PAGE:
Two lithium battery fires have been caught on camera recently, as aviation regulators continue to work to prevent these incidents with guidance and regulatory requirements for passengers, crew, and shippers alike.
Battery Toasts TSA X-Ray Machine at Denver Airport
A lithium-ion battery used to power a “vape pen” caught fire
in a TSA X-ray machine at the Denver International Airport on January 30.
According to investigators, a passenger disassembled the vape pen before placing it in his carry-on bag, leaving the lithium-ion battery exposed. Loose lithium-ion batteries can experience short circuits when they contact conductive metals in keys, coins, zippers, etc. When packed outside of equipment, lithium batteries must be protected against short circuit. Travelers can accomplish this by placing spare batteries in a plastic bag.
Vape pens, now sold in endless varieties and under an astounding array of brand names and labels, may contain lithium batteries that do not meet UN specifications. What’s more, end users have been known to “customize” these devices with after-market modifications that may impact battery performance and safety.
Buying from trusted manufacturers is an advisable first step for consumers concerned about lithium battery safety in the home or workplace—but even that won’t prevent every incident.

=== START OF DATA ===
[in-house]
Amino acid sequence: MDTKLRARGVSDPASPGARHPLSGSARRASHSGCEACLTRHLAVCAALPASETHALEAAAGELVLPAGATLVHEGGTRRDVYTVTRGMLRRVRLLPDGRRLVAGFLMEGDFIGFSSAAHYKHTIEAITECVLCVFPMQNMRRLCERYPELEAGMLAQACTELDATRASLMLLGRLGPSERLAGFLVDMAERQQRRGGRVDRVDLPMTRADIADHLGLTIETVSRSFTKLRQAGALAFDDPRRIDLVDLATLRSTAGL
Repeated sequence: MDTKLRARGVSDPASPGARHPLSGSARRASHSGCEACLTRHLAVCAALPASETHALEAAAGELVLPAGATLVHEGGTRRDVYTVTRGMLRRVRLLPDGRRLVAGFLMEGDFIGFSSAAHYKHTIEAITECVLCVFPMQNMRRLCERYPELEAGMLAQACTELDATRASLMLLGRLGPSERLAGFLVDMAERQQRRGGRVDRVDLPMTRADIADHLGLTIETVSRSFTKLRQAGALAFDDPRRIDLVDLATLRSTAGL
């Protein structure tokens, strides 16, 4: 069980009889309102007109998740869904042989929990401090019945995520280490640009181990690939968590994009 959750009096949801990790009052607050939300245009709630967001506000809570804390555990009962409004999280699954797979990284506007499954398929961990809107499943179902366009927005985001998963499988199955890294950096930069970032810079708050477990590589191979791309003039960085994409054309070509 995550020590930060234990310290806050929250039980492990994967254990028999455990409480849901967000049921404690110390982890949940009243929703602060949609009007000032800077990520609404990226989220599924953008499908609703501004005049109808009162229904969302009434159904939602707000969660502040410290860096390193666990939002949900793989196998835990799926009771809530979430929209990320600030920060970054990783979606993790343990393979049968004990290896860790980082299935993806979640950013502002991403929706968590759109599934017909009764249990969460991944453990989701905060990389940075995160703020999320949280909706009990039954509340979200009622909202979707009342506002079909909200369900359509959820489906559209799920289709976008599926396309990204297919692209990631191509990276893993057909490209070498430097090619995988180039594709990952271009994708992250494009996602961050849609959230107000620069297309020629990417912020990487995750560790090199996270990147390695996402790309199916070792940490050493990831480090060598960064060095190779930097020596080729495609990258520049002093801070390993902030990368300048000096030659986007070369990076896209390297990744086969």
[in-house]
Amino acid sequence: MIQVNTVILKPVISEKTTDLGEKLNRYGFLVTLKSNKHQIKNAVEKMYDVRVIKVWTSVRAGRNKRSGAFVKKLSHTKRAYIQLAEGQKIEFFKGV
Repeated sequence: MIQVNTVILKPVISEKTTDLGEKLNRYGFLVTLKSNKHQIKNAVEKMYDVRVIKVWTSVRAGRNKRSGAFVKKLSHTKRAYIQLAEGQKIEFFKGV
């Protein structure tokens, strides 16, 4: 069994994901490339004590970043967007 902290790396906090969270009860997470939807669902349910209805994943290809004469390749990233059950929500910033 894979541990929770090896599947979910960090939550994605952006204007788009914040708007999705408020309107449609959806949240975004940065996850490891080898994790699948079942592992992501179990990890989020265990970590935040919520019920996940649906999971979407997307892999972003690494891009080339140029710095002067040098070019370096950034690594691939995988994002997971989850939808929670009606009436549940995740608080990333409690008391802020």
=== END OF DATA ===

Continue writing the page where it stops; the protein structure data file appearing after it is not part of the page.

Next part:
Battery Power Bank Delays Flight to Shanghai
On February 25, a lithium battery power bank set aflame in the overhead compartment during boarding of a Shanghai-bound China Southern Airlines flight. Thankfully, the flight was still on the ground at the time, passengers disembarked from the plane, and no one was injured. The flight was delayed for three hours.<
191 Lithium Battery Aviation Incidents Since 1991
US FAA recently reported that as of January 24, 2018, nearly 191 air/airport incidents involving lithium batteries had been recorded since 1991. Add the two above (and any others you’ve seen since January 24) to get the up-to-date tally.
Shipping Lithium Battery Training (DOT, IATA, and IMDG)
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